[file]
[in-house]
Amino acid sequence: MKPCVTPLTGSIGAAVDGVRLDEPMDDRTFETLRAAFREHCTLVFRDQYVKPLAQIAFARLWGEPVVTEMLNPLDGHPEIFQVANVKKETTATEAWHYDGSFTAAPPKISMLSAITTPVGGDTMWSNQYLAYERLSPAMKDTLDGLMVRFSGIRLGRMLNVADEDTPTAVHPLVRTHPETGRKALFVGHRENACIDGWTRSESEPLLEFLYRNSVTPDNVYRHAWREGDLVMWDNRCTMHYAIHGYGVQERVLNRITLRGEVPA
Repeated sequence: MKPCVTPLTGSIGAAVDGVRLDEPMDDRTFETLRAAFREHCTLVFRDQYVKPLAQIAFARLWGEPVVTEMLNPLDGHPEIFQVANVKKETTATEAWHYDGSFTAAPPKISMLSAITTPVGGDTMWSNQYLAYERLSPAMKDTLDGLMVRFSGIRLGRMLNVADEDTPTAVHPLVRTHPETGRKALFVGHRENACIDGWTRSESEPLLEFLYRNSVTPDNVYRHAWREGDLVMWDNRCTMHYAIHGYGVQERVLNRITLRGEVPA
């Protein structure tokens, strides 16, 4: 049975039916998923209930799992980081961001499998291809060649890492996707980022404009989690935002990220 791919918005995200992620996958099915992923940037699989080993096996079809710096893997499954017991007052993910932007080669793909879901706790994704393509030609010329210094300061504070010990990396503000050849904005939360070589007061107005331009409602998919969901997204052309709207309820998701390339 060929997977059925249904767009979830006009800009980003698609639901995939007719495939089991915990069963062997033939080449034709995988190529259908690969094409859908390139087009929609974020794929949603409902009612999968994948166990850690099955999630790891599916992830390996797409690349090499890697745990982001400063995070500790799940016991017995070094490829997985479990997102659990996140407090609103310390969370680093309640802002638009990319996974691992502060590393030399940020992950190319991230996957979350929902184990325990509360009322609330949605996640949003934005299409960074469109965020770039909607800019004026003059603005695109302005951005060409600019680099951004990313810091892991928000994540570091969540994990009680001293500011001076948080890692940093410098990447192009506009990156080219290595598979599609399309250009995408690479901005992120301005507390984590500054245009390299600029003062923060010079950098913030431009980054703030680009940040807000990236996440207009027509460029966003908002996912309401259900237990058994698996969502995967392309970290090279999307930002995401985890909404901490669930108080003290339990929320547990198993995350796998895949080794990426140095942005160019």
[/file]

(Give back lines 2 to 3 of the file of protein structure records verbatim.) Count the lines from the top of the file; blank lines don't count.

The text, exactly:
Amino acid sequence: MKPCVTPLTGSIGAAVDGVRLDEPMDDRTFETLRAAFREHCTLVFRDQYVKPLAQIAFARLWGEPVVTEMLNPLDGHPEIFQVANVKKETTATEAWHYDGSFTAAPPKISMLSAITTPVGGDTMWSNQYLAYERLSPAMKDTLDGLMVRFSGIRLGRMLNVADEDTPTAVHPLVRTHPETGRKALFVGHRENACIDGWTRSESEPLLEFLYRNSVTPDNVYRHAWREGDLVMWDNRCTMHYAIHGYGVQERVLNRITLRGEVPA
Repeated sequence: MKPCVTPLTGSIGAAVDGVRLDEPMDDRTFETLRAAFREHCTLVFRDQYVKPLAQIAFARLWGEPVVTEMLNPLDGHPEIFQVANVKKETTATEAWHYDGSFTAAPPKISMLSAITTPVGGDTMWSNQYLAYERLSPAMKDTLDGLMVRFSGIRLGRMLNVADEDTPTAVHPLVRTHPETGRKALFVGHRENACIDGWTRSESEPLLEFLYRNSVTPDNVYRHAWREGDLVMWDNRCTMHYAIHGYGVQERVLNRITLRGEVPA